Whether it’s a break-in, a data hack, or employee theft, such threats cause businesses to lose time and money. More than that, these breaches can hurt customers and severely damage a company’s reputation.
If you’re wondering how to best protect your business, consider re-evaluating your on-site safeguards, cyber security, and how well you’ve prepared your staff.
In the digital age, when the term “security” comes up, most people focus on Cyber Attacks.
Cyber security is certainly relevant and important. But you shouldn’t neglect protecting the actual location of your business, along with whatever goods or information you store there.
A study that evaluated non-residential burglaries found that break-ins typically arise because of three factors. One was that someone was motivated enough to commit the crime. But the other two factors were that the locations made good targets and were not adequately protected. The study defined “burglary” as any type of breaking and entering, whether or not the offender stole anything.
It’s interesting that the report found that businesses tend to suffer greater losses than residences do. This is true despite the fact that criminals break into residences more often than commercial buildings. And while companies do report most burglaries to the authorities, the typical recovery rate for anything stolen is less than 10%.
Steps to Take
The Los Angeles Police Department recommends you carefully evaluate all aspects of your company’s security. These would include the potential for someone to break into your building, as well as to commit embezzlement or fraud. The department points out that “Crimes against businesses are usually crimes of opportunity. Failure to take good security precautions invites crime into a business.”
Many of the security measures you should take are simply common sense. Your building and parking lot should be well-lit. Make sure you store any cash and sensitive information in a secure, anchored, and fireproof safe. Your building should be easy to see into so that it’s obvious if anyone is breaking in or not. Install strong locks and burglar-resistant glass. You should also have a reliable security system.
Keep in mind that alarm systems are not for retail businesses alone. Security company SimpliSafe notes that “whether you’re a boutique clothing spot, a small translation firm, a restaurant or a literary agent,” it is still important for you to protect the premises of your business.
Some companies, such as ones specializing in graphic design, own costly equipment. Many businesses have sensitive client information on-site. You might not keep cash on hand, but your property is still valuable.
It’s also wise if, as part of your alarm system, you have a camera for capturing video footage of break-ins. Video recordings are helpful for those monitoring your security. And the police will appreciate that footage because “they also have significantly higher probability to apprehend a suspect.”
The data showing how cyber attacks are impacting small businesses is unnerving. Small Business Trends reports that even though small businesses say they are exceedingly concerned about cyber security, only 14% believe they have strong measures in place for preventing cyber attacks. This is a problem because small businesses receive 43% of all cyber attacks, and 60% of SMBs close down six months after they receive such an attack.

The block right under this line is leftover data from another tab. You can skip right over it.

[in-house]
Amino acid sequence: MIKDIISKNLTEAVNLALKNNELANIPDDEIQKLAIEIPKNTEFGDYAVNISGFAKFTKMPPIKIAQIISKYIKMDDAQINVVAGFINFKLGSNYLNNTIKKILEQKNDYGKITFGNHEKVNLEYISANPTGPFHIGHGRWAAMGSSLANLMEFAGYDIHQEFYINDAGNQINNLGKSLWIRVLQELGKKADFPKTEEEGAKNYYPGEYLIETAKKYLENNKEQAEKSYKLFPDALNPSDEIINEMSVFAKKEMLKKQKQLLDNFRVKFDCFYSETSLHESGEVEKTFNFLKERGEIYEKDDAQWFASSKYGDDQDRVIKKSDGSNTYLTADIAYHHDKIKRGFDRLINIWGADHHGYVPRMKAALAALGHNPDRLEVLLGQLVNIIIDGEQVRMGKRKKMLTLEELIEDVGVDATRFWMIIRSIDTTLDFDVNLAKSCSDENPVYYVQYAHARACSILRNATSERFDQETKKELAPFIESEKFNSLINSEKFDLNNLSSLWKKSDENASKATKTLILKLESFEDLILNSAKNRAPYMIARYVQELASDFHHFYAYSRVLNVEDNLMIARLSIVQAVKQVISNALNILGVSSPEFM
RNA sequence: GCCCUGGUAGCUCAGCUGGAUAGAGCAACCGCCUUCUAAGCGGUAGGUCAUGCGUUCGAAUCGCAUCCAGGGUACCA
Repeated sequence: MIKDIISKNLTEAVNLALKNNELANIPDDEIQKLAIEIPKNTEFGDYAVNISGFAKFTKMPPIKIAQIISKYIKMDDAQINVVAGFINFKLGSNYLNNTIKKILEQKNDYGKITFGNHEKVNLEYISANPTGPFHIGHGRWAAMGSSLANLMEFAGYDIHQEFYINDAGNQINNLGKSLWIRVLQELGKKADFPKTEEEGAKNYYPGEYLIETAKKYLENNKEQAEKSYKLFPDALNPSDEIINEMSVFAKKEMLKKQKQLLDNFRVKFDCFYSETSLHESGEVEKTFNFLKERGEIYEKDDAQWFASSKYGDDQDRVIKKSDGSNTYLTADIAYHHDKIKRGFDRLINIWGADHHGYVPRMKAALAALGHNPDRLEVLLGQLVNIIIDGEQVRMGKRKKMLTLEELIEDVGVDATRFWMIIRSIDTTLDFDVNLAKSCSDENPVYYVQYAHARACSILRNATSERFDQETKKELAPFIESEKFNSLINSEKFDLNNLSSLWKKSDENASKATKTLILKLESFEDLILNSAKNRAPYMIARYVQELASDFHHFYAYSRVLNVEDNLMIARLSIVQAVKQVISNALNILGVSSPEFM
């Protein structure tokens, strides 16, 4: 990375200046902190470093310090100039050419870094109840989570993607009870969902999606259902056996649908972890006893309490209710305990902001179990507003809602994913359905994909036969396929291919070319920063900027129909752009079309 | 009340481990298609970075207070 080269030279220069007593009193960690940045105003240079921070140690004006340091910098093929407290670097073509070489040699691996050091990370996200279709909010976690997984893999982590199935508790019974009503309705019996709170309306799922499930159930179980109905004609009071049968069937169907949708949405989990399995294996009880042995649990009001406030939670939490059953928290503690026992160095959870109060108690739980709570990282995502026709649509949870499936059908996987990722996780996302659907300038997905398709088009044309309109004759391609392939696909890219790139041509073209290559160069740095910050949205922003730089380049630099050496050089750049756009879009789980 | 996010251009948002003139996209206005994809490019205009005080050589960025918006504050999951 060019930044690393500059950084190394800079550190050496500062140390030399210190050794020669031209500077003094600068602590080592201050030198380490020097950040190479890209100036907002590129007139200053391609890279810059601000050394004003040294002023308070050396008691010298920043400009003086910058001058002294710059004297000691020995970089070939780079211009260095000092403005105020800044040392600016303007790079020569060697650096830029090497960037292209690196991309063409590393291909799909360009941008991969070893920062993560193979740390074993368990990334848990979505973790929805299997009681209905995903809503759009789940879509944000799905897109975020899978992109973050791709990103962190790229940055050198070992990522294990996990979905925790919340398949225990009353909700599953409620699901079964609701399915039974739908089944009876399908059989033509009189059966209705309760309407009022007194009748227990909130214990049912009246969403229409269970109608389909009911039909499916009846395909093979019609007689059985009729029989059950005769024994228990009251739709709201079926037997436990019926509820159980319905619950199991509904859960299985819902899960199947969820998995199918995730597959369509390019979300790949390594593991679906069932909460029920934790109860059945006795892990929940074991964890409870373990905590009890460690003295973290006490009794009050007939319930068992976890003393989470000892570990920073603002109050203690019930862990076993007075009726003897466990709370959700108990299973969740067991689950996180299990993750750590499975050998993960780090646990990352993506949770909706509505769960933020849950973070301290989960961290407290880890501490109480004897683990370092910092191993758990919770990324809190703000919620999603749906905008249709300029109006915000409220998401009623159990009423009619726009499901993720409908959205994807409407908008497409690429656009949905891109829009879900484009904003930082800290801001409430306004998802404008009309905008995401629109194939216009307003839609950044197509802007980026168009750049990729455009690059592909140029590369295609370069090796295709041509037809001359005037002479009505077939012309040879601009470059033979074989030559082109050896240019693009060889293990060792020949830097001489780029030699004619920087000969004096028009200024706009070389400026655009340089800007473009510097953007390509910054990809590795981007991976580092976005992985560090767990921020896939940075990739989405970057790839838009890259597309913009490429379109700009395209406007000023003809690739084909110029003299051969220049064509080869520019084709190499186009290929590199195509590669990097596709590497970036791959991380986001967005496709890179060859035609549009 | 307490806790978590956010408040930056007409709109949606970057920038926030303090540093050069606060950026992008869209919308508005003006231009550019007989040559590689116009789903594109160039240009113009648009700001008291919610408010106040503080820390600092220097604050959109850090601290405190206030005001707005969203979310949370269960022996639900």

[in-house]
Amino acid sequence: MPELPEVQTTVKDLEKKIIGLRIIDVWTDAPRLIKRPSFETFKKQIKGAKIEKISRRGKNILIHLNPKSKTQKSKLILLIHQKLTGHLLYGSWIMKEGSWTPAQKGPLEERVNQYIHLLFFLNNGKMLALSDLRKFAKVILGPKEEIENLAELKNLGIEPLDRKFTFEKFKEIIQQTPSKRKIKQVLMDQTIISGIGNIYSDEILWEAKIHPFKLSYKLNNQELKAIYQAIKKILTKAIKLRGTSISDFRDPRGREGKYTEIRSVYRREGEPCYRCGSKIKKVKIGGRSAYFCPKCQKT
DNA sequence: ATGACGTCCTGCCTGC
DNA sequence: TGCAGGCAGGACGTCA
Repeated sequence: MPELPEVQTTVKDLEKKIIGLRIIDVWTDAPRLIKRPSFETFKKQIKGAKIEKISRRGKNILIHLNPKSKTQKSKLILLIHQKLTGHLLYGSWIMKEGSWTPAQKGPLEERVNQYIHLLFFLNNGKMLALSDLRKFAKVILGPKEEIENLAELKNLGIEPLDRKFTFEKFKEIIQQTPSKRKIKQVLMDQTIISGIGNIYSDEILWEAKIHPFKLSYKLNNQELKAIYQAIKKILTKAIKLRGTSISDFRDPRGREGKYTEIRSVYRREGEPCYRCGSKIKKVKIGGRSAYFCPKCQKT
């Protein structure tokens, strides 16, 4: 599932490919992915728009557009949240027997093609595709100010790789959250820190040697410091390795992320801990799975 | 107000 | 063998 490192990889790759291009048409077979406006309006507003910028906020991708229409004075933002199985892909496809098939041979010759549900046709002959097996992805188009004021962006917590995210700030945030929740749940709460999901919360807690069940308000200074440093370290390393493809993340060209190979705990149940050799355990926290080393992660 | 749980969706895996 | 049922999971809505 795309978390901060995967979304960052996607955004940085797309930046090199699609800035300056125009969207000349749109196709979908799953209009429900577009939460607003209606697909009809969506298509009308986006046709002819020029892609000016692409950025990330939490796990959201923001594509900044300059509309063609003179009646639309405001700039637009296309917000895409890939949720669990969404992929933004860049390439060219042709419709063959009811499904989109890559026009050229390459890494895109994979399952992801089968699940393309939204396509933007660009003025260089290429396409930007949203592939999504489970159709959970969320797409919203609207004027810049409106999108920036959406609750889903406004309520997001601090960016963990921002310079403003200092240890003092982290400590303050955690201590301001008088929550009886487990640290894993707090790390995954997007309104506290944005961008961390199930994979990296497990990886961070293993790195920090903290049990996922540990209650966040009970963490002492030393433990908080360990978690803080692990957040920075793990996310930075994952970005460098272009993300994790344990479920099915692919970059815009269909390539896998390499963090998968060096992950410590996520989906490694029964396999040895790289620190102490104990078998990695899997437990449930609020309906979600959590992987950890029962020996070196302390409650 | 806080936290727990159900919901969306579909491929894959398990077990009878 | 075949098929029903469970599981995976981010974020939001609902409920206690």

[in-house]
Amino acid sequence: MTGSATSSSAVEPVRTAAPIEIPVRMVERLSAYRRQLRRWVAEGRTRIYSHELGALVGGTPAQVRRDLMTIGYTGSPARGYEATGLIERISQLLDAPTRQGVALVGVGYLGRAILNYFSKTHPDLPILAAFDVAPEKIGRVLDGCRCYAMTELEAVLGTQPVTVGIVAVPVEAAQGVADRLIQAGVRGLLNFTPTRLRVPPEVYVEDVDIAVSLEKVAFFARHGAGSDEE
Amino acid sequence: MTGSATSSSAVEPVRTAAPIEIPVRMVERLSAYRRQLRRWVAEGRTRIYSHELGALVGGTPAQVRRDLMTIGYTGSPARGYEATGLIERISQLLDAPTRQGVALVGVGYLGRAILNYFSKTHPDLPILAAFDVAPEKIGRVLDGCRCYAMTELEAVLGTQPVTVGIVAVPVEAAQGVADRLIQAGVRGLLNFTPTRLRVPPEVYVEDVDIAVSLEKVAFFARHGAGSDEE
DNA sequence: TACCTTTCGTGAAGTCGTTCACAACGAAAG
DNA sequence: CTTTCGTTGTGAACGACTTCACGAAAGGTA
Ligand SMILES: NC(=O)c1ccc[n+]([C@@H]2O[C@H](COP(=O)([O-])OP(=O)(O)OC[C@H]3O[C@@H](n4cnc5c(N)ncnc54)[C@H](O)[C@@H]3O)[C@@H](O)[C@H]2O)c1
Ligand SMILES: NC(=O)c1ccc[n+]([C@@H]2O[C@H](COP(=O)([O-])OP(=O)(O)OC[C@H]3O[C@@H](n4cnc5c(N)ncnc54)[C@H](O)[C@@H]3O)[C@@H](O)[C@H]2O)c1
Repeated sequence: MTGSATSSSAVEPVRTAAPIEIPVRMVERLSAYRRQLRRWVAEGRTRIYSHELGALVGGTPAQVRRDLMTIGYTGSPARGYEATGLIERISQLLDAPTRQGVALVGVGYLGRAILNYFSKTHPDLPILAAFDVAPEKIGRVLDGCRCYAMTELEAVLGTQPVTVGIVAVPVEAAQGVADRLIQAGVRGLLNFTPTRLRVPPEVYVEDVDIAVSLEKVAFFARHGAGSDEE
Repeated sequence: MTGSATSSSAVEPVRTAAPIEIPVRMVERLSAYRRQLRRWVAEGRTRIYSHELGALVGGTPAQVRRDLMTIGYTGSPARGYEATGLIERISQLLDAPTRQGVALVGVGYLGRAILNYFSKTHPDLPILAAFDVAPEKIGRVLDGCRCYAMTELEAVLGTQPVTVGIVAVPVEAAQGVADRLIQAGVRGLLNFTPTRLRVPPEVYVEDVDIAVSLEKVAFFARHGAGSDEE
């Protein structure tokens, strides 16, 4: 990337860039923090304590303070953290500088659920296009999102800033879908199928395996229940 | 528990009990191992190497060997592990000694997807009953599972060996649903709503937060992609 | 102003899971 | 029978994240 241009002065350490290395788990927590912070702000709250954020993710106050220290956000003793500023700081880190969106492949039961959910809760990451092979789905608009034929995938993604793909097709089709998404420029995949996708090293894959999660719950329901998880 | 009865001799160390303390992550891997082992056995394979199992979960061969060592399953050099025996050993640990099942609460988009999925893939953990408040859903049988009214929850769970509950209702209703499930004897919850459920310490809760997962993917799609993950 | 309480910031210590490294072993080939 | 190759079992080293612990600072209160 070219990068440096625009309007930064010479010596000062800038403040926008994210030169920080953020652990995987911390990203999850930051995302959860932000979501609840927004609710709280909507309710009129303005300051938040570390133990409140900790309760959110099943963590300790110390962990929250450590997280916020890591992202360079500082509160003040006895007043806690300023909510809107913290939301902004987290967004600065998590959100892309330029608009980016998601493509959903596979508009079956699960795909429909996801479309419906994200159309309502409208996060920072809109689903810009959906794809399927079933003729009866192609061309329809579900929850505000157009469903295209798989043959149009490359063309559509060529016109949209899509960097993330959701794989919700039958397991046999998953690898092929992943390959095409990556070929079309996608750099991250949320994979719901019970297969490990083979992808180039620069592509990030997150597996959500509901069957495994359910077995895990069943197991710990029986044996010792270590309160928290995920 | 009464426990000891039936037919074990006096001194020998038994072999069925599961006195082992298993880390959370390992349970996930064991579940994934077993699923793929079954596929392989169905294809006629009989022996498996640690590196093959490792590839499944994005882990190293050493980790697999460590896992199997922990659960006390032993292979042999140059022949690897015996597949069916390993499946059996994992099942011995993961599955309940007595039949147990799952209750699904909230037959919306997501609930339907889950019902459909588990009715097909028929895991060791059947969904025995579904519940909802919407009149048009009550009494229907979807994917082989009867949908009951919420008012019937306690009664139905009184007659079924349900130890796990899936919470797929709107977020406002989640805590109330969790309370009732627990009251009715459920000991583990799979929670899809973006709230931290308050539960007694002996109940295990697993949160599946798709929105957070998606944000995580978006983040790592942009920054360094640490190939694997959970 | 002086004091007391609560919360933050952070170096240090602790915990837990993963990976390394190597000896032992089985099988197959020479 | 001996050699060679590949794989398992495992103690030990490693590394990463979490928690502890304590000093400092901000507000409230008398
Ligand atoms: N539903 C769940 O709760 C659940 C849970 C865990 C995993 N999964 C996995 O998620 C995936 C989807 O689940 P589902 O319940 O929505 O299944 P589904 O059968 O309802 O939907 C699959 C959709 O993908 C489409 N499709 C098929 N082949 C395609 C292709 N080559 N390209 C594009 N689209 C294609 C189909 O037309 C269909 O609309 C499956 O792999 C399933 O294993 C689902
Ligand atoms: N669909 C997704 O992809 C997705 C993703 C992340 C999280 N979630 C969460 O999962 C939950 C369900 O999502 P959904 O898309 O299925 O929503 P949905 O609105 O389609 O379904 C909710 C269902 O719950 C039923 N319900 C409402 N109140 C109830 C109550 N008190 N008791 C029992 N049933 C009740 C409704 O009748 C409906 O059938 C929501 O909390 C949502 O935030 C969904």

To protect your business from hackers, make sure you install antivirus software and that you keep it up to date. Encrypt your internet connection and use a firewall. Make the connection as secure as possible by using a password and by concealing the name of your network. Also make sure that you’re using the safest methods available to you for any of your financial transactions.
Back up your data on a regular basis and store copies of it in another location (such as the cloud). Be particularly careful with data that employees access through mobile, especially if that means they’ll be using public Wi-Fi. Install apps for security, and require employees to password protect and encrypt their data.
Small Business Trends also reports that the majority of small business data breaches (48%) occur as a result of a negligent employee or contractor.
To prevent a security breach because of poor planning or carelessness, the LAPD suggests you educate your staff about cyber attacks and their consequences for your business. Make sure that you are absolutely clear to your workers about your security policies and the repercussions for breaking them.
Get written confirmation that employees understand and will abide by your procedures. Your policy should cover social media use, as well as how employees should discuss sensitive company information with clients. Procedures for reporting crimes within your company should be clear.
Maintain accountability for sensitive information. Someone in an outside department should be able to verify its accuracy. And it’s wise to limit any means by which someone could access sensitive data or commit theft. If an employee leaves your company, change your passwords and locks.
One of the most important steps you can take to prevent employee security breaches is to carefully vet potential hires in the first place. Thoroughly check the information on candidates’ resumes, including references. Consider running a background check on anyone you want to hire.
As a business owner, you have a lot of responsibilities and a lot on your mind. Don’t let security be something that slips through the cracks.
Step back and assess where your company is as far as protecting the location of your organization, as well as your digital data. And then do everything you can to train your staff and get them on board with your procedures.
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